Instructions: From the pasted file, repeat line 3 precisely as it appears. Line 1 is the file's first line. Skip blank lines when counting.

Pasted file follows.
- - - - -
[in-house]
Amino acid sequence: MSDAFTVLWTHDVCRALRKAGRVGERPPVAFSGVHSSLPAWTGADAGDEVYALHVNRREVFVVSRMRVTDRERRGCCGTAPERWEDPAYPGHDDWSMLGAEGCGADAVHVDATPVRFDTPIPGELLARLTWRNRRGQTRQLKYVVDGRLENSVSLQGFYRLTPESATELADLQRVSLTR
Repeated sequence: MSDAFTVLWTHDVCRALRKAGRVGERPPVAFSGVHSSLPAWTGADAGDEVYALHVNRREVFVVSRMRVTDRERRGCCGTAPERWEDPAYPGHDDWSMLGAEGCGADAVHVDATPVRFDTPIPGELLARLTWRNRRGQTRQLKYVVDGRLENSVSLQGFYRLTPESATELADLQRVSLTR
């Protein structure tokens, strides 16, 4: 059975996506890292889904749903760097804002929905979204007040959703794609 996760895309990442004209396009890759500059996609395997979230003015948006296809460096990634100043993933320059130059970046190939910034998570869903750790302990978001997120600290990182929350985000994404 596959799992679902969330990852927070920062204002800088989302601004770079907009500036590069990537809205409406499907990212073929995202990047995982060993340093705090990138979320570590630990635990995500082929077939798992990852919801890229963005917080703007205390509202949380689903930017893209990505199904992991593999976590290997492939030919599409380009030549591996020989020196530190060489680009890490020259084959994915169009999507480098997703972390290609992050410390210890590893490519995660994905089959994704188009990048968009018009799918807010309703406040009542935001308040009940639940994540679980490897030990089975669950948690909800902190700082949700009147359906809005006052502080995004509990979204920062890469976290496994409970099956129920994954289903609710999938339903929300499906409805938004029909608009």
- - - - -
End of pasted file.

Repeated sequence: MSDAFTVLWTHDVCRALRKAGRVGERPPVAFSGVHSSLPAWTGADAGDEVYALHVNRREVFVVSRMRVTDRERRGCCGTAPERWEDPAYPGHDDWSMLGAEGCGADAVHVDATPVRFDTPIPGELLARLTWRNRRGQTRQLKYVVDGRLENSVSLQGFYRLTPESATELADLQRVSLTR